The hand blood flow of Igloolik Eskimos was measured by venous occlusion plethysmography. The purpose of the investigation was to study circulatory adjustments to cold exposure. Such adjustment can be anatomical or functional. Our attention was especially directed to maximal resting circulation with the aim of obtaining information about the capacity of the peripheral vascular bed in different age groups of cold-exposed people. Resting blood flow ml/100 ml handvolume/min in vasodilated Eskimo men did not appreciably differ from that of men of the same age in other ethnic groups. Women of 20-50 years of age had significantly higher circulation than men 20-50 years. This finding may be due to the smaller hand and the relative quantities of different tissues. Females above 50 years had a very low hand circulation compared with the younger females, in contrast to males above 50 years who did not differ significantly from their younger colleagues. Any explanation other than hormonal is not warranted at this time. The results show that cold stress to the skin does not induce hypertrophy of the peripheral vascular bed which can be detected during vasodilated conditions or reactive hyperemia after 5 minutes of arterial stasis.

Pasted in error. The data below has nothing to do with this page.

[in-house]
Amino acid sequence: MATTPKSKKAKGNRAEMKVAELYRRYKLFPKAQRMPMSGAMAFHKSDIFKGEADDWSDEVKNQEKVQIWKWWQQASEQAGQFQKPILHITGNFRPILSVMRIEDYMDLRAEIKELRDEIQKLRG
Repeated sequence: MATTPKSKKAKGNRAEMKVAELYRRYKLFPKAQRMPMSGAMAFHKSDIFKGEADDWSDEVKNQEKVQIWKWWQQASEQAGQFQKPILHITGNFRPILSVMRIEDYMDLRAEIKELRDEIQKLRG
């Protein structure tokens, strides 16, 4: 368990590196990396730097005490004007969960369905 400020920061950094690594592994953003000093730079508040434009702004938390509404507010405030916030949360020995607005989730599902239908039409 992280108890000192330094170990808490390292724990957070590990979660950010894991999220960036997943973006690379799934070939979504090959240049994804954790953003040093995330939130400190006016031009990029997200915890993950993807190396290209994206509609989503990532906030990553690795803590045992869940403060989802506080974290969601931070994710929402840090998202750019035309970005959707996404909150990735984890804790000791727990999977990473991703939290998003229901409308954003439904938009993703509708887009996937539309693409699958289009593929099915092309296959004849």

From: Fortuine, Robert et al. 1993. The Health of the Inuit of North America: A Bibliography from the Earliest Times through 1990. University of Alaska Anchorage. Citation number 1030.